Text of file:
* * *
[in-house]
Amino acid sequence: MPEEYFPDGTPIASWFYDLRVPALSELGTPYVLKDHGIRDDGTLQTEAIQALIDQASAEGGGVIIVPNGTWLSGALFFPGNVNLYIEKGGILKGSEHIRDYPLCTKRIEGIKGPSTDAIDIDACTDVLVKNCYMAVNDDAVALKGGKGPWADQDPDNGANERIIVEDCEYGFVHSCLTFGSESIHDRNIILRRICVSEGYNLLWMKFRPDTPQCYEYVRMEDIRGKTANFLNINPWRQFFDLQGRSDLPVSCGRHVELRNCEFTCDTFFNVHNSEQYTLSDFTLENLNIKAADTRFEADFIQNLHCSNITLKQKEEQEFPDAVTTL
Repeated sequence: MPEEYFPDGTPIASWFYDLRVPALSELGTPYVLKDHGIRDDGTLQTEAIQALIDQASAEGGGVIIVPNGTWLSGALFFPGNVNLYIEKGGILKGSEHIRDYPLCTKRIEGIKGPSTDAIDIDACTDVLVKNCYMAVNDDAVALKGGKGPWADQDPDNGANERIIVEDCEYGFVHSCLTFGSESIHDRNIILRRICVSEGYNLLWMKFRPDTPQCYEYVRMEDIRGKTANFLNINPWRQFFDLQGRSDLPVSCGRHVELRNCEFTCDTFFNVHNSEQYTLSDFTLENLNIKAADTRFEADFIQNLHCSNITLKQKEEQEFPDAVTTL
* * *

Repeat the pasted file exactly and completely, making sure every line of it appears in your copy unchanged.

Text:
[in-house]
Amino acid sequence: MPEEYFPDGTPIASWFYDLRVPALSELGTPYVLKDHGIRDDGTLQTEAIQALIDQASAEGGGVIIVPNGTWLSGALFFPGNVNLYIEKGGILKGSEHIRDYPLCTKRIEGIKGPSTDAIDIDACTDVLVKNCYMAVNDDAVALKGGKGPWADQDPDNGANERIIVEDCEYGFVHSCLTFGSESIHDRNIILRRICVSEGYNLLWMKFRPDTPQCYEYVRMEDIRGKTANFLNINPWRQFFDLQGRSDLPVSCGRHVELRNCEFTCDTFFNVHNSEQYTLSDFTLENLNIKAADTRFEADFIQNLHCSNITLKQKEEQEFPDAVTTL
Repeated sequence: MPEEYFPDGTPIASWFYDLRVPALSELGTPYVLKDHGIRDDGTLQTEAIQALIDQASAEGGGVIIVPNGTWLSGALFFPGNVNLYIEKGGILKGSEHIRDYPLCTKRIEGIKGPSTDAIDIDACTDVLVKNCYMAVNDDAVALKGGKGPWADQDPDNGANERIIVEDCEYGFVHSCLTFGSESIHDRNIILRRICVSEGYNLLWMKFRPDTPQCYEYVRMEDIRGKTANFLNINPWRQFFDLQGRSDLPVSCGRHVELRNCEFTCDTFFNVHNSEQYTLSDFTLENLNIKAADTRFEADFIQNLHCSNITLKQKEEQEFPDAVTTL